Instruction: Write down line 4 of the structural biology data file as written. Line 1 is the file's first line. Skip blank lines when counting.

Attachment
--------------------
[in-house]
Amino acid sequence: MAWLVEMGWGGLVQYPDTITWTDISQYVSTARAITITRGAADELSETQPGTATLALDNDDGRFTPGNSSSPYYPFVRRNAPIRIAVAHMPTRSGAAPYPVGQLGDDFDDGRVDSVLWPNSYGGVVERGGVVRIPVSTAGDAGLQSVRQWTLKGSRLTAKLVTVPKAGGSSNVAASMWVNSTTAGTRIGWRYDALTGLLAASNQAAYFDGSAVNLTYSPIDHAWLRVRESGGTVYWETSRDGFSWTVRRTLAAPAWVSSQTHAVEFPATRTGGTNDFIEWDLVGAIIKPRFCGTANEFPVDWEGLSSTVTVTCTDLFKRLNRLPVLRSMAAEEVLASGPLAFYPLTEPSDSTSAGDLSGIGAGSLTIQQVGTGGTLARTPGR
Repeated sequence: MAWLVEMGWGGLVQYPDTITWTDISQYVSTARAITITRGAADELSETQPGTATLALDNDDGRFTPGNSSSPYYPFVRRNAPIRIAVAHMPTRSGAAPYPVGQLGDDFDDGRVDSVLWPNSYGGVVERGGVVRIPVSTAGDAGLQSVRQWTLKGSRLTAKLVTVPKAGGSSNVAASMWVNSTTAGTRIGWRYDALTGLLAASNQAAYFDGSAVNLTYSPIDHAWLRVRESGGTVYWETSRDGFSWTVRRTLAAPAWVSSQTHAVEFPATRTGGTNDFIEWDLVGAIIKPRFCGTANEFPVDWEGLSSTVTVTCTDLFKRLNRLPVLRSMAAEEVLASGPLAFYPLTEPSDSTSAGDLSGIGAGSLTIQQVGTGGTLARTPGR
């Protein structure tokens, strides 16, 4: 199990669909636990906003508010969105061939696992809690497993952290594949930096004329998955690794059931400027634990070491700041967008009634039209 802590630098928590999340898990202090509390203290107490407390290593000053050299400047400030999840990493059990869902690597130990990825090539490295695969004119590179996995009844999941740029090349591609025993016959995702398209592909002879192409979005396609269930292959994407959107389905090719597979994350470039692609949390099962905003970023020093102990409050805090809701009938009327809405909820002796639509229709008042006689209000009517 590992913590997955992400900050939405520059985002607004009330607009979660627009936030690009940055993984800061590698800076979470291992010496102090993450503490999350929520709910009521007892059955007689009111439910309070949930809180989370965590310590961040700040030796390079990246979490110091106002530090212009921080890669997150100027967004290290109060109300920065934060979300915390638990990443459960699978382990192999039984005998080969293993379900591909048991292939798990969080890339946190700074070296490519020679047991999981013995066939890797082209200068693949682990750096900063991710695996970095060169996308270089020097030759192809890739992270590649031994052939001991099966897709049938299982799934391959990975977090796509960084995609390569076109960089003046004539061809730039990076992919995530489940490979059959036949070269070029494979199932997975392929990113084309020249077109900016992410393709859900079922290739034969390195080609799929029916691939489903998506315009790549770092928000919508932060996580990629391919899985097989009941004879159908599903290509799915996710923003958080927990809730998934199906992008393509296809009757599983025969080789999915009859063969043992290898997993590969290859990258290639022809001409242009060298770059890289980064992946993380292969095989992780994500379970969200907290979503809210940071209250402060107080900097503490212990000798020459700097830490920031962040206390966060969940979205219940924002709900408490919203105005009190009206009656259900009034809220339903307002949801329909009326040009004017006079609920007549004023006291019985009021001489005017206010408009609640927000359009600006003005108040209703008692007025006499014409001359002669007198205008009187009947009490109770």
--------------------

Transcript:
């Protein structure tokens, strides 16, 4: 199990669909636990906003508010969105061939696992809690497993952290594949930096004329998955690794059931400027634990070491700041967008009634039209 802590630098928590999340898990202090509390203290107490407390290593000053050299400047400030999840990493059990869902690597130990990825090539490295695969004119590179996995009844999941740029090349591609025993016959995702398209592909002879192409979005396609269930292959994407959107389905090719597979994350470039692609949390099962905003970023020093102990409050805090809701009938009327809405909820002796639509229709008042006689209000009517 590992913590997955992400900050939405520059985002607004009330607009979660627009936030690009940055993984800061590698800076979470291992010496102090993450503490999350929520709910009521007892059955007689009111439910309070949930809180989370965590310590961040700040030796390079990246979490110091106002530090212009921080890669997150100027967004290290109060109300920065934060979300915390638990990443459960699978382990192999039984005998080969293993379900591909048991292939798990969080890339946190700074070296490519020679047991999981013995066939890797082209200068693949682990750096900063991710695996970095060169996308270089020097030759192809890739992270590649031994052939001991099966897709049938299982799934391959990975977090796509960084995609390569076109960089003046004539061809730039990076992919995530489940490979059959036949070269070029494979199932997975392929990113084309020249077109900016992410393709859900079922290739034969390195080609799929029916691939489903998506315009790549770092928000919508932060996580990629391919899985097989009941004879159908599903290509799915996710923003958080927990809730998934199906992008393509296809009757599983025969080789999915009859063969043992290898997993590969290859990258290639022809001409242009060298770059890289980064992946993380292969095989992780994500379970969200907290979503809210940071209250402060107080900097503490212990000798020459700097830490920031962040206390966060969940979205219940924002709900408490919203105005009190009206009656259900009034809220339903307002949801329909009326040009004017006079609920007549004023006291019985009021001489005017206010408009609640927000359009600006003005108040209703008692007025006499014409001359002669007198205008009187009947009490109770």